Every year, you see a flock of people in major cities in Japan. Fireworks festival or Hanabi taikai（花火大会）is one of the common sights in summer.
From the end of July to the beginning of August, you find many people wearing Yukata, a casual version of Kimono, walking on the street.
The problem is… there are too many festival to choose. I’m not saying some festivals are terrible. It just depends on what you expect.
Let me tell you my tips to choose a good fireworks festival.
1. Pick the one in a rural area.
This is probably the most common mistake that even locals make sometimes. The fireworks in a big city is often highlighted with fancy pictures and websites. The downside is that it gets super super crowded. Fireworks in summer is the only day that I see that many people in the city. People are everywhere. Trashes everywhere. You see the longest queue just to get a pack of Yakisoba (which is pricy and not even close to ok quality).
It’s even worse if you have to take a train to the site. Being packed with thousands of sweaty people in a tiny train, it’s just a matter of time that you start questioning your sanity. 10 minutes is more than enough to ask yourself “why am I here?”.
This still happens in a rural area, but in much smaller scale. and the best thing is that you probably get to sit on the ground.
Last week, my housemates and I went to Ome-city Noryo fireworks festival. The city opened up one of the elementary school ground. We just put a tarp on the ground and enjoyed the fireworks. We could even lie down.
It was also because there were other fireworks festival on the same date in other cities.
2. The scale doesn’t matter.
Many people choose to go to the festival in the city simply because it’s big and exciting. However, the small festivals are just as nice as big ones.
The best fireworks festival that I’ve ever been was the small festival in Kyoto called Kameoka Peace Festival & Hozu-gawa River Firework Festival. It’s in a really rural area and they only fire off 5000 fireworks. But I was surprised how big each fireworks is and how colorful it was.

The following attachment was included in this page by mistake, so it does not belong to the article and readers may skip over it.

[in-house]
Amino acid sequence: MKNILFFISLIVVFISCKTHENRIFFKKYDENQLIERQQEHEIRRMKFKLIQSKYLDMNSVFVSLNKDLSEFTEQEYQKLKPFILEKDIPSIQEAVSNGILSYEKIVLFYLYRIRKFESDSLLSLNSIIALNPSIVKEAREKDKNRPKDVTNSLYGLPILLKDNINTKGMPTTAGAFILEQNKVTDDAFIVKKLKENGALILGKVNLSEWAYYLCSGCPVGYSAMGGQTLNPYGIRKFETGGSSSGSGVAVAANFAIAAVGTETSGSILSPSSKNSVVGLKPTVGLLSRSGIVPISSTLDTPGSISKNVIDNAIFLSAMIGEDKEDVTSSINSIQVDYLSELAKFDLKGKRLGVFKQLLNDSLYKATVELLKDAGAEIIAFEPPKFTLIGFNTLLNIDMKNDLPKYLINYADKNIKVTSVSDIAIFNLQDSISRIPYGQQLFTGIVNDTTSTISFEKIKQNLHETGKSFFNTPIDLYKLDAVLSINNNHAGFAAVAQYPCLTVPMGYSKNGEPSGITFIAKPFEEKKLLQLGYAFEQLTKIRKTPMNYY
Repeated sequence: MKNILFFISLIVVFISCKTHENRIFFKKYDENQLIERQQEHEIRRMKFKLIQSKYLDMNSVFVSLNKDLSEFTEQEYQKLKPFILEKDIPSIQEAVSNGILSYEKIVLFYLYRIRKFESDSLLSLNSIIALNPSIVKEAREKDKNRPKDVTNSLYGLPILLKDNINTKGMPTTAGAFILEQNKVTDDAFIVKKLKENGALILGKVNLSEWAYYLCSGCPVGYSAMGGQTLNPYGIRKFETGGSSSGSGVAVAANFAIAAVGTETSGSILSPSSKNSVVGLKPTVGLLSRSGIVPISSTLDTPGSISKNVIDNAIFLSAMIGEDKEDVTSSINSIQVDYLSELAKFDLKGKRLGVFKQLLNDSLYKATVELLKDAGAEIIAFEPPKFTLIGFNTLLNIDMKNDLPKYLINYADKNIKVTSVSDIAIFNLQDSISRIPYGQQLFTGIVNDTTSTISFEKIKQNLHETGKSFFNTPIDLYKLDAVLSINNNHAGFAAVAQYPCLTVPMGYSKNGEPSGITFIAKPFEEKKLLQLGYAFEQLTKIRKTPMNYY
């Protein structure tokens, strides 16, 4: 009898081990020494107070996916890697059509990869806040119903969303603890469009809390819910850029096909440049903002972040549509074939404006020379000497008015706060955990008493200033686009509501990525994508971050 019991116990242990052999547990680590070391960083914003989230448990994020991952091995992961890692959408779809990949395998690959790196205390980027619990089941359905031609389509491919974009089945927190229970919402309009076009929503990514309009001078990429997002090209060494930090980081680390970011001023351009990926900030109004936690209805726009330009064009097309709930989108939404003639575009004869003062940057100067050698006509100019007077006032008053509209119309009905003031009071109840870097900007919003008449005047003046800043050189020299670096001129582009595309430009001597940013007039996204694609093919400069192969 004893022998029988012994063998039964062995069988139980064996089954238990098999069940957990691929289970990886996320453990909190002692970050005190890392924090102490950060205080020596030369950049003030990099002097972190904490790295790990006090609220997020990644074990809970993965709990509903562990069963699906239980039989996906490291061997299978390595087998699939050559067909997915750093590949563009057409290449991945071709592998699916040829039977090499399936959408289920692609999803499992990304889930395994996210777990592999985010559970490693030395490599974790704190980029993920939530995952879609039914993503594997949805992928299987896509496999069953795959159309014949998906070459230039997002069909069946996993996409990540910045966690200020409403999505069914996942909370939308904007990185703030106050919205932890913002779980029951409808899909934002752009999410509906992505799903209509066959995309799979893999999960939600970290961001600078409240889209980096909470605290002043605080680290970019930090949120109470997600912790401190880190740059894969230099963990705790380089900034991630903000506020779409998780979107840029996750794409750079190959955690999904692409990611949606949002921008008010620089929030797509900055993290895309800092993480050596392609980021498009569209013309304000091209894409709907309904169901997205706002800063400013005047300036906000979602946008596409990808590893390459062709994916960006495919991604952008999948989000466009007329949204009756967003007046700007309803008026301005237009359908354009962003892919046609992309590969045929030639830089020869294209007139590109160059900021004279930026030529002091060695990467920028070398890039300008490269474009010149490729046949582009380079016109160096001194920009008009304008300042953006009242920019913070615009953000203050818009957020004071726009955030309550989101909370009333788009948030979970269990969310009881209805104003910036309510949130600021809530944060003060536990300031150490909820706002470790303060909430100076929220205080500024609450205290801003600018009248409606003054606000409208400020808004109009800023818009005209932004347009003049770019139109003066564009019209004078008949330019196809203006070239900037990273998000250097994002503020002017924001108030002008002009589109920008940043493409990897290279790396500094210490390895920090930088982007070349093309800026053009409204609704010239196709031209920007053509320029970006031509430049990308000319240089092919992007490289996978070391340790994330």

Unlike other summer festivals which people expect excitement or even danger, fireworks festivals in general are seen as something quieter, something just to enjoy the atmosphere.
3. Do research before you go. (Also, ask the locals)
Finding a good spot is another problem you will probably deal with. Most people just go to the area and look for a spot but often times it’s not a good idea. If you have a time to plan in advance, go online and look for a good spot.
Sometimes, the municipal government provides designated space to watch like school grounds or national parks.
Asking locals on the day of fireworks is a good idea too. When you’re looking for a spot before a festival starts, you want to know where exactly you see fireworks. Just ask locals on the street. They should be kind to let you know. Maybe they tell you a hidden spot where only locals know.
■ What you can do to maximize the experience
Once you decide which fireworks festival to go, there are some things you might consider. These are something I personally think it’s nice to do. But it’s completely optional.
1. Yukata is worth the cost.
Yukata looks nice but it can cost like a couple of hundred bucks. (cheap ones are also available in department stores for around 5000 to 10,000yen)
You probably think it’s not worth it because you only have a few chances to wear within a year. I’d say, however, it’s worth the money. First of all, everyone would look amazing on it. Seriously, everyone. Just try it on.
2. Bring a tarp
You can get it in the local convenience store.
3. Avoid food at the night market
You usually see little shops and night market at fireworks site. It looks nice but it’s better to avoid their food if you can. It’s simply because the quality is terrible. I honestly think it’s better to eat dinner before the festival.